I like bands that put together slow, rolling, riff-laden, psychedelic, hook-laced, head-bobbing, transcending, sludge-crushing, spiritual-exploring, doom albums. I think I covered everything that may or may not appear within you, while listening to Sunnata’s sophomore album, Zorya.
Poland is known mostly for her black metal industry, and I like the foggy darkness that comes from there (there are more than 2000 bands from Poland, but I will leave the fog reference as it is). Darkness is good, but there is a different approach to the exploration of heavy electric music, and Sunnata are moving on that territory. They’ve been around since 2013 and have been working their craft, giving shows with some well-known bands, like Conan and Kylesa, and writing long and heavy songs that build themselves around psychedelic hallucinations.
The meditative aesthetics of their music are evident even by their name, which is Sanskrit for Emptiness or Voidness. Where we consider the Emptiness, especially in black metal, to be a bad, negative place, it is the source of being in the Far East traditions. There is a merging of heavy music with spiritual explorations, which doesn’t come necessarily from the lyrics. It doesn’t have to come from there. YOB’s music, for example, can cause transcendental experiences, without the listener knowing the lyrics. And what causes that? What is the core element that can release emotional energy in such a way? Is it the shape-shifting wall of sounds that is created by the bass and guitars? I think it is.
See it as a body of liquid, or ether, moving in wave-like formations through the sky, changing shapes. Sometimes big, slow riffs that are vaguely more precise than ambience emerge and other times they are clearly defined bodies of groove. See it as a passion that comes from the ground and reaches up to the sky. See it as a spiral that moves inwards, towards the center where Zorya lives, the goddess of midnight, the third sister of the Morning Star and Evening Star, who looks after the night (Slavic Mythology).
The album opener, “Beasts Of Prey”, begins with fuzz, the distinct sound of the bass communing with the drum patterns and the guitar making noise until it forms into a full, heavy, and slow riff. A slow meditation of noise that sets the ground for the second part of the song, at around the fourth minute, where it transforms into a giant moving being until it sinks into psychedelic acoustic chords and ambience. The vocals appear, resembling a chant, above the same chords. Then it explodes back into the big moving wave, where the double vocals, clean chants and rasp shouts, are at the top. It is a song that evolves and expands around the same patterns, creating a circular movement that gets swollen, explodes and then calms down.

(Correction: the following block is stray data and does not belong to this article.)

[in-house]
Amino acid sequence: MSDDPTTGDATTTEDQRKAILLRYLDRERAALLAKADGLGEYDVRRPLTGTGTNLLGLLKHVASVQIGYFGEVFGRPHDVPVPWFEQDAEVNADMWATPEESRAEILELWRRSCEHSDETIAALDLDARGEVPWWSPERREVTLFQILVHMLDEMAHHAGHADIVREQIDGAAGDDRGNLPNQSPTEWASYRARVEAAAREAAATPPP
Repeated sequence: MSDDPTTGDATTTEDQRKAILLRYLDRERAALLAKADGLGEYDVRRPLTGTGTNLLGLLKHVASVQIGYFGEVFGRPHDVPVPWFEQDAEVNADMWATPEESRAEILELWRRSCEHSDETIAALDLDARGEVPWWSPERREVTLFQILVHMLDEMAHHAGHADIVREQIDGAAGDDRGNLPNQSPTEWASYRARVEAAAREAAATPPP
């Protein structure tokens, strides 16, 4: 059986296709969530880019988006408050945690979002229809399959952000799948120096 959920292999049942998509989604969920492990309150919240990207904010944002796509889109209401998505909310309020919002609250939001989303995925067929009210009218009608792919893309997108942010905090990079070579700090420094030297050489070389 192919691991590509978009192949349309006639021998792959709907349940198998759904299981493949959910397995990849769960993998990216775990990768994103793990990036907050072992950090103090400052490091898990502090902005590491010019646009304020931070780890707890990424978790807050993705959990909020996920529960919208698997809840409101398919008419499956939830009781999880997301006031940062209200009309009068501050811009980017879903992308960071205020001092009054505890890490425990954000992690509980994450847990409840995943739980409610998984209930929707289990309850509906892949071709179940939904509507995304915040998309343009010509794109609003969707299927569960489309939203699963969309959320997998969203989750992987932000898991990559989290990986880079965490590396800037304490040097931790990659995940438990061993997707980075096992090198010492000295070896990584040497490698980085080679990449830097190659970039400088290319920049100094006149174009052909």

After the explosive beginning, we are introduced to the title track, “Zorya”. “Have you ever spread your wings up high?” sings the voice, while a repetitive mantra of sound is building up. A mystical song, that moves upwards. The bass works in the background like red stingrays that vibrate through the blue of the day and into the night, while Sunnatra express a calling to the bright side of being. A slow-moving creation with huge riffs, lead guitars that rip through the fabric of noise, ritualistic drum patterns, vocals that chant and vocals that shout, creating an interaction between two individuals within the structure of the song.
Now, I won’t describe the visualizations that are created in me for every song. I will say though that Sunnatra are really good at what they do. If you like doom, with spiritual and transcendental tendencies, that sinks into psychedelic and oriental rhythms, you will have a great time listening to Zorya.
I like all the songs, especially “Long Gone”, but I feel they misplaced the fourth and fifth track. “New Horizons”, the fourth track, is the slowest and heaviest song. The way it is built and the interaction with me, the emotional response in me, feels like a preparation for an ending, or as the final chapter of a book. When the song ends, I am ready to let it go. But the album doesn’t end there. It should, but it doesn’t. This doesn’t mean that “Again and against”, the last song, isn’t good. An album should be viewed as a whole movement and not as a collection of different songs. They all work together and they create a single entity which is divided into sections, where the listener is invited to explore them and experience them. This is an error of album architecture and not of composition.
Having said that, Zorya is a big, heavy, and noisy spiritual doom album that you’ll enjoy. Listen to it.
Zorya will be released on April 11 and can be pre-ordered on Bandcamp: